Making a Fist
By Naomi Shihab Nye
For the first time, on the road north of Tampico,
I felt the life sliding out of me,
a drum in the desert, harder and harder to hear.
I was seven, I lay in the car
watching palm trees swirl a sickening pattern past the glass.
My stomach was a melon split wide inside my skin.
"How do you know if you are going to die?"
I begged my mother.
We had been traveling for days.
With strange confidence she answered,
"When you can no longer make a fist."
Years later I smile to think of that journey,
the borders we must cross separately,
stamped with our unanswerable woes.
I who did not die, who am still living,
still lying in the backseat behind all my questions,
clenching and opening one small hand.
Saturday after breakfast with Deborah we drove through Illinois into Missouri, where we had lunch in Jefferson Park and went to see the Arch, though we didn't wait the more-than-an-hour to ride the elevator to the top. It was a gorgeous day, mid-70s, the Mississippi was beautiful, and we really enjoyed the museum of the history of the West beneath the arch.
From there we drove to Springfield, where Paul's cousin Todd lives with his wife and three kids (two boys and a girl, 12, 7 and 6). They have a big backyard and basement playroom and the kids hit it off immediately by pulling out their Yu-Gi-Oh cards. We had a barbecue and then drove into Ozark, where Todd is the GM of the Ozark Mountain Ducks. The team was away so we got a complete tour of the stadium and the kids got to play on an actual minor league field. They played half the night and we finally threw them all into bed.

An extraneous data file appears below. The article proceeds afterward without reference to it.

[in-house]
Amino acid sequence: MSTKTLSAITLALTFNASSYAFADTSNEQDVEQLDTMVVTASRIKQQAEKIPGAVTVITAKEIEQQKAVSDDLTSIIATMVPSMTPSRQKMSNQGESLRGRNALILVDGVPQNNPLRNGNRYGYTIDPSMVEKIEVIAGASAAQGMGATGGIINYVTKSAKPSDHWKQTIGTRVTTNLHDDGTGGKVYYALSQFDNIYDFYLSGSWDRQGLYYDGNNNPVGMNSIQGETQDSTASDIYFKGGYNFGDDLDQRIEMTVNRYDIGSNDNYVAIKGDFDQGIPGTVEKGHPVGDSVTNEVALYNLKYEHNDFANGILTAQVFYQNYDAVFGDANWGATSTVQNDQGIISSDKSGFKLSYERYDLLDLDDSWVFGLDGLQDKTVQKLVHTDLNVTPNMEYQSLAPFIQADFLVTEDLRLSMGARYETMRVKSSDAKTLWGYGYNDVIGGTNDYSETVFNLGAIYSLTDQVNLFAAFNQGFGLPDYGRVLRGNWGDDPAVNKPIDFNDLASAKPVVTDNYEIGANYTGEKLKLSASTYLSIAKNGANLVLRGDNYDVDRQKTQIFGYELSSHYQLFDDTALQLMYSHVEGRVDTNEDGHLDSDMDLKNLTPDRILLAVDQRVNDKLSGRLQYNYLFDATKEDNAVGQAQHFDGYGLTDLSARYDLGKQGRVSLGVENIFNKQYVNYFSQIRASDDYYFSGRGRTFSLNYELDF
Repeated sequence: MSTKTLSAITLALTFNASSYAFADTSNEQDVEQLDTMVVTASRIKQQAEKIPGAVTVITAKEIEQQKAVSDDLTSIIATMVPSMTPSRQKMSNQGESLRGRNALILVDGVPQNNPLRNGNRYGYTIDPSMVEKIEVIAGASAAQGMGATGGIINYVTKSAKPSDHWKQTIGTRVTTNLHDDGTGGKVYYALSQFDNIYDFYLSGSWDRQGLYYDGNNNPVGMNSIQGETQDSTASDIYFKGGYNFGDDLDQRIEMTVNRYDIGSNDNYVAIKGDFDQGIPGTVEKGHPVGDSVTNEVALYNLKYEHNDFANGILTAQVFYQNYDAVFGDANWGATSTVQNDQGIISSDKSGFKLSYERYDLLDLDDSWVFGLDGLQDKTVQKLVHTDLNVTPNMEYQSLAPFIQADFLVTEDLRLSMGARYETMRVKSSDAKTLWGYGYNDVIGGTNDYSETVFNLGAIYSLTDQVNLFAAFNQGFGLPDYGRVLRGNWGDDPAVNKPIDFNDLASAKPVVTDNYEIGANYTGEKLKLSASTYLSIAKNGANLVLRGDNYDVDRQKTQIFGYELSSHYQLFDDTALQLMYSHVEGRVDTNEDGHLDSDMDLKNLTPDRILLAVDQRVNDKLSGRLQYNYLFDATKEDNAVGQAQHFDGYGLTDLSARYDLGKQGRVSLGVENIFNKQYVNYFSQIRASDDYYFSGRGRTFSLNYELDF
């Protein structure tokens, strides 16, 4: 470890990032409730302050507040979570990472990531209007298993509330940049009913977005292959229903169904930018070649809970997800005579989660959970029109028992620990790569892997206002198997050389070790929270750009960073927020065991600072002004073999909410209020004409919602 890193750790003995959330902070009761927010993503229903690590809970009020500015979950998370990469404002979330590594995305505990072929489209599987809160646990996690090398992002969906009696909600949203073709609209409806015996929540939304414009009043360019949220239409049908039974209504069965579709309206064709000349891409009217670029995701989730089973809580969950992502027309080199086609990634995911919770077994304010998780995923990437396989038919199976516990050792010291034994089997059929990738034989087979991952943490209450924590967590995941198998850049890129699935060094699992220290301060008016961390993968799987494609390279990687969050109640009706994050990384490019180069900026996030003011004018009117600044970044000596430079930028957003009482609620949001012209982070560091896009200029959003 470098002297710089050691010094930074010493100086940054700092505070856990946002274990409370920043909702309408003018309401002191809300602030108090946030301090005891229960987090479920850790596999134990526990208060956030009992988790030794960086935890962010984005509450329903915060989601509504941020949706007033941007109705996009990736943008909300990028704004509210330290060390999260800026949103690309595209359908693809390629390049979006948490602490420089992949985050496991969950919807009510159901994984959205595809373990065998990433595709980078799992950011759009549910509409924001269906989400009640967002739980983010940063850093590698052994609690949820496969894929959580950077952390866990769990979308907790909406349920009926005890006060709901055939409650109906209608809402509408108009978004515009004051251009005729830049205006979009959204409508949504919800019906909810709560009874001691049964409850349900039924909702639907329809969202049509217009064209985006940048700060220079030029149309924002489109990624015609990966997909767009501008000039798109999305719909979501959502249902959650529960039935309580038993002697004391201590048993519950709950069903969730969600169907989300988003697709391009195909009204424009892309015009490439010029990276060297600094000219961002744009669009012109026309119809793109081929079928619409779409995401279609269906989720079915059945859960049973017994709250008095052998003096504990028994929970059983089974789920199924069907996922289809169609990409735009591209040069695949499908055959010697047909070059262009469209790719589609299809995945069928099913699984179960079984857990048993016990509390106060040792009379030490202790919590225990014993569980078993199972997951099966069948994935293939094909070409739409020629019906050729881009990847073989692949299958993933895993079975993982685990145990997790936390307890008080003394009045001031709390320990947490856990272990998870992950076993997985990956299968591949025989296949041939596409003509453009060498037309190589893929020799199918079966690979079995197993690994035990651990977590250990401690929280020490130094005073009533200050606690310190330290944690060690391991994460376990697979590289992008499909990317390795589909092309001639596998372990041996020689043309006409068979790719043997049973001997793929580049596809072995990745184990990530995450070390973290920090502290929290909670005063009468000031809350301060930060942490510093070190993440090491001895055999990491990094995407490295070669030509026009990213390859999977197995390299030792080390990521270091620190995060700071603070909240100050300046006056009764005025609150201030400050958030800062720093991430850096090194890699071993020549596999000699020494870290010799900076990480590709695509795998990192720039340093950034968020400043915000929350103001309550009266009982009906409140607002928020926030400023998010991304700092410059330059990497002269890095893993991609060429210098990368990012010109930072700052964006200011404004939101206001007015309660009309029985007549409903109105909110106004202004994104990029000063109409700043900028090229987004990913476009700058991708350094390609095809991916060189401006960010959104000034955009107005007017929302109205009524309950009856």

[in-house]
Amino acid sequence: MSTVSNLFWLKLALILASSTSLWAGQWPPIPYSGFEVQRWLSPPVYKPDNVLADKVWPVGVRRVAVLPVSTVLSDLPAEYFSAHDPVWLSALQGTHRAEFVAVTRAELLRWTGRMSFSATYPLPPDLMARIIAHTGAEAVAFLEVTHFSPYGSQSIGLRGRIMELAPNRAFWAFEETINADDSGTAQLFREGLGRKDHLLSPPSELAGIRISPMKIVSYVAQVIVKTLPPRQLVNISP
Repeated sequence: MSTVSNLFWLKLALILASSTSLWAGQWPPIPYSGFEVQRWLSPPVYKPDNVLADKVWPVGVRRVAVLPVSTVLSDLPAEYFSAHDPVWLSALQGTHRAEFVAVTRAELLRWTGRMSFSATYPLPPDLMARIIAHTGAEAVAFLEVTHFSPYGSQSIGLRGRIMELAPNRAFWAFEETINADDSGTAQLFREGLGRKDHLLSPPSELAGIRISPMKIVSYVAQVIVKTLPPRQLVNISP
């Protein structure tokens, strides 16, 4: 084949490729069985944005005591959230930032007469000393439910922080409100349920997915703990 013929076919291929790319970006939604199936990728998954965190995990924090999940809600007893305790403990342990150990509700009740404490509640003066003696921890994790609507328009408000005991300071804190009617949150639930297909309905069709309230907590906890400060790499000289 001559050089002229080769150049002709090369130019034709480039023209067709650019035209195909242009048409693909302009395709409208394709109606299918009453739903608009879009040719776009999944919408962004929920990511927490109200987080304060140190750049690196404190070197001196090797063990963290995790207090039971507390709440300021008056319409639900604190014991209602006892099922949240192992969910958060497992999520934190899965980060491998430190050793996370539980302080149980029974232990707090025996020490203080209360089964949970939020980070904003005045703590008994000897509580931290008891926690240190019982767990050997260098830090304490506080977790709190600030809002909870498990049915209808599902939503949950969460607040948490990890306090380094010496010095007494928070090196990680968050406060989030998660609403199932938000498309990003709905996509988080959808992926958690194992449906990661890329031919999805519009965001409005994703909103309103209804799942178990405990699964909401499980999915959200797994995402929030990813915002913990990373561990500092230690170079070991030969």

I did have a moment of misery when my dermatologist called me on a Saturday evening with the results of my biopsy from last week -- which was abnormal but not malignant. Which means more surgery when I get back to make sure they got everything, but hopefully nothing more drastic. We were driving through the mountains when he tried to call and had no reception, so he left a message on my voicemail, and by the time I got it he had left the office. I called his emergency cell number which he sounded none too pleased about and he didn't remember my results at first but he said that if it had been melanoma he would have remembered. So I have to call him back Tuesday, as we'll be in campgrounds tomorrow and Monday. Just the kind of stress I do not want on vacation.